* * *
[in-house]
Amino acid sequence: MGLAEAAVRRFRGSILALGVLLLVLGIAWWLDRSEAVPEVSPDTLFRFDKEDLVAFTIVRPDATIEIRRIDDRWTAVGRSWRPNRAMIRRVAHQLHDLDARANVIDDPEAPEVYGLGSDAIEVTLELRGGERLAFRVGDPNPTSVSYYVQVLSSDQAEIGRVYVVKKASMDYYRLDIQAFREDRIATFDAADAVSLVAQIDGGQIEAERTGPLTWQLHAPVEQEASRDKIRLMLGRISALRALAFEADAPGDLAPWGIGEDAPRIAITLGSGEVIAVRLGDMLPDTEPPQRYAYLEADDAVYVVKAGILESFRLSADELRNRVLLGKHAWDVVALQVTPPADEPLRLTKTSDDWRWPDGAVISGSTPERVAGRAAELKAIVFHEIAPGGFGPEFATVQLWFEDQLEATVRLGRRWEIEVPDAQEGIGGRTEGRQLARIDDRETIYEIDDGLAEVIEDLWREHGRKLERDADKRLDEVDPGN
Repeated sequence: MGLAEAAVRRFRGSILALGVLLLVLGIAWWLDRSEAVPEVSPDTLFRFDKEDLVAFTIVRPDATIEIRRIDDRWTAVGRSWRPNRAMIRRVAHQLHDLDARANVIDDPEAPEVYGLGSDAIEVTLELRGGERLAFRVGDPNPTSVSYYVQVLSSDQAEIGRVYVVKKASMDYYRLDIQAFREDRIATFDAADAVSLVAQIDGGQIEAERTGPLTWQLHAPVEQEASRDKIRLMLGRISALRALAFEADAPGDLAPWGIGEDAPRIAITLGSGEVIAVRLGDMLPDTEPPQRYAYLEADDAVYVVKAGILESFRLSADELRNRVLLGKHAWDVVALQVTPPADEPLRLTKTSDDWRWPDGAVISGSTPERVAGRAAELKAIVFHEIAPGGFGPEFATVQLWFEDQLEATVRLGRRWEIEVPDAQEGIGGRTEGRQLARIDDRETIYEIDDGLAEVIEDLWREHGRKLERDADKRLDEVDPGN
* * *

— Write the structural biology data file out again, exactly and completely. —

[in-house]
Amino acid sequence: MGLAEAAVRRFRGSILALGVLLLVLGIAWWLDRSEAVPEVSPDTLFRFDKEDLVAFTIVRPDATIEIRRIDDRWTAVGRSWRPNRAMIRRVAHQLHDLDARANVIDDPEAPEVYGLGSDAIEVTLELRGGERLAFRVGDPNPTSVSYYVQVLSSDQAEIGRVYVVKKASMDYYRLDIQAFREDRIATFDAADAVSLVAQIDGGQIEAERTGPLTWQLHAPVEQEASRDKIRLMLGRISALRALAFEADAPGDLAPWGIGEDAPRIAITLGSGEVIAVRLGDMLPDTEPPQRYAYLEADDAVYVVKAGILESFRLSADELRNRVLLGKHAWDVVALQVTPPADEPLRLTKTSDDWRWPDGAVISGSTPERVAGRAAELKAIVFHEIAPGGFGPEFATVQLWFEDQLEATVRLGRRWEIEVPDAQEGIGGRTEGRQLARIDDRETIYEIDDGLAEVIEDLWREHGRKLERDADKRLDEVDPGN
Repeated sequence: MGLAEAAVRRFRGSILALGVLLLVLGIAWWLDRSEAVPEVSPDTLFRFDKEDLVAFTIVRPDATIEIRRIDDRWTAVGRSWRPNRAMIRRVAHQLHDLDARANVIDDPEAPEVYGLGSDAIEVTLELRGGERLAFRVGDPNPTSVSYYVQVLSSDQAEIGRVYVVKKASMDYYRLDIQAFREDRIATFDAADAVSLVAQIDGGQIEAERTGPLTWQLHAPVEQEASRDKIRLMLGRISALRALAFEADAPGDLAPWGIGEDAPRIAITLGSGEVIAVRLGDMLPDTEPPQRYAYLEADDAVYVVKAGILESFRLSADELRNRVLLGKHAWDVVALQVTPPADEPLRLTKTSDDWRWPDGAVISGSTPERVAGRAAELKAIVFHEIAPGGFGPEFATVQLWFEDQLEATVRLGRRWEIEVPDAQEGIGGRTEGRQLARIDDRETIYEIDDGLAEVIEDLWREHGRKLERDADKRLDEVDPGN